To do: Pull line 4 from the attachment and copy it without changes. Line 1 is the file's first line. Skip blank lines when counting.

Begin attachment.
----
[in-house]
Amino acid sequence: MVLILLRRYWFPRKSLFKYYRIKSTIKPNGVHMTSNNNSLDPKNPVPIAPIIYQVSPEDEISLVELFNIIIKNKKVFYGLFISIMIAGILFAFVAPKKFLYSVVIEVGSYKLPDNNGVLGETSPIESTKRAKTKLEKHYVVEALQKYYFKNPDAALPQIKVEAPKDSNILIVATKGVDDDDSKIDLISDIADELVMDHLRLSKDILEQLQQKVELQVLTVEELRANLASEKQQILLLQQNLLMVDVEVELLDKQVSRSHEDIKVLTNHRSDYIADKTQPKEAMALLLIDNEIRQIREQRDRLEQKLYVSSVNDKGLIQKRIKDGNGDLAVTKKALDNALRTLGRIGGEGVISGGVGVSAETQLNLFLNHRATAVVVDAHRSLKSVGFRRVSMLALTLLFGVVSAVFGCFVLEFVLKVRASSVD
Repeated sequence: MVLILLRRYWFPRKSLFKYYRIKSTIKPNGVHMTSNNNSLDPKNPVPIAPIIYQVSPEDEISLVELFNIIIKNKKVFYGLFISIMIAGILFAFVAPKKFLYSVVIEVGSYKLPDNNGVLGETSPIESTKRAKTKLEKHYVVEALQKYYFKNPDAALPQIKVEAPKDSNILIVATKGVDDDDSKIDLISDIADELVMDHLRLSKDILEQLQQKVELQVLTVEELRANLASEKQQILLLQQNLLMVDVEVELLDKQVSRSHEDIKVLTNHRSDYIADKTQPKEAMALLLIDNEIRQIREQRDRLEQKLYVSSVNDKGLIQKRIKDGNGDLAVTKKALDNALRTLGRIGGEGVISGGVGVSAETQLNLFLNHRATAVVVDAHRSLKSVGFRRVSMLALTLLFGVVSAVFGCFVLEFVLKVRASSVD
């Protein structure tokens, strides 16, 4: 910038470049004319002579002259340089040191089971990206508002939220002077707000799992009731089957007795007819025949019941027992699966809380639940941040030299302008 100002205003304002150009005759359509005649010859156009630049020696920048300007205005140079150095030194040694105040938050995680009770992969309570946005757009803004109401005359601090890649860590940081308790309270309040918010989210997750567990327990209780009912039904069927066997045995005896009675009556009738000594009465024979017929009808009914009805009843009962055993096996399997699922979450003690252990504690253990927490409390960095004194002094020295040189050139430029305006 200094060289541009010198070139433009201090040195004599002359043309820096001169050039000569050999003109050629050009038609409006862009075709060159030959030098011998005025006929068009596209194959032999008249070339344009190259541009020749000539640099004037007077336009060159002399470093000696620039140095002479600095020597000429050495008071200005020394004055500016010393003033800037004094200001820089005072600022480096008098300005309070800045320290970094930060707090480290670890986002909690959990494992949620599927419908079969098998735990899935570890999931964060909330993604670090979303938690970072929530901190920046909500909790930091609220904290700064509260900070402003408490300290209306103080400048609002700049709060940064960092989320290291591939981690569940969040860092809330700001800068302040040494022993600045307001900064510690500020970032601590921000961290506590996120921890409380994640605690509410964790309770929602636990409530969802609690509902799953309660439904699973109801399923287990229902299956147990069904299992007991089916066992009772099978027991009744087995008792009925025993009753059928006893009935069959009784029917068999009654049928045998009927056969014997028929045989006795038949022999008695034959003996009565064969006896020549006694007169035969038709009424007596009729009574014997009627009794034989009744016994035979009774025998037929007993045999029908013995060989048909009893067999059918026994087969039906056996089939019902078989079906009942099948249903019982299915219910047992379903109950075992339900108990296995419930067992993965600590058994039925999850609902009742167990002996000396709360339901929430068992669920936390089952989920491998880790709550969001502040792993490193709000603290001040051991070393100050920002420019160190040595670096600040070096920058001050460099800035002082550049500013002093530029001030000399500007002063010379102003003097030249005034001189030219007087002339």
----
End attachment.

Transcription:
């Protein structure tokens, strides 16, 4: 910038470049004319002579002259340089040191089971990206508002939220002077707000799992009731089957007795007819025949019941027992699966809380639940941040030299302008 100002205003304002150009005759359509005649010859156009630049020696920048300007205005140079150095030194040694105040938050995680009770992969309570946005757009803004109401005359601090890649860590940081308790309270309040918010989210997750567990327990209780009912039904069927066997045995005896009675009556009738000594009465024979017929009808009914009805009843009962055993096996399997699922979450003690252990504690253990927490409390960095004194002094020295040189050139430029305006 200094060289541009010198070139433009201090040195004599002359043309820096001169050039000569050999003109050629050009038609409006862009075709060159030959030098011998005025006929068009596209194959032999008249070339344009190259541009020749000539640099004037007077336009060159002399470093000696620039140095002479600095020597000429050495008071200005020394004055500016010393003033800037004094200001820089005072600022480096008098300005309070800045320290970094930060707090480290670890986002909690959990494992949620599927419908079969098998735990899935570890999931964060909330993604670090979303938690970072929530901190920046909500909790930091609220904290700064509260900070402003408490300290209306103080400048609002700049709060940064960092989320290291591939981690569940969040860092809330700001800068302040040494022993600045307001900064510690500020970032601590921000961290506590996120921890409380994640605690509410964790309770929602636990409530969802609690509902799953309660439904699973109801399923287990229902299956147990069904299992007991089916066992009772099978027991009744087995008792009925025993009753059928006893009935069959009784029917068999009654049928045998009927056969014997028929045989006795038949022999008695034959003996009565064969006896020549006694007169035969038709009424007596009729009574014997009627009794034989009744016994035979009774025998037929007993045999029908013995060989048909009893067999059918026994087969039906056996089939019902078989079906009942099948249903019982299915219910047992379903109950075992339900108990296995419930067992993965600590058994039925999850609902009742167990002996000396709360339901929430068992669920936390089952989920491998880790709550969001502040792993490193709000603290001040051991070393100050920002420019160190040595670096600040070096920058001050460099800035002082550049500013002093530029001030000399500007002063010379102003003097030249005034001189030219007087002339």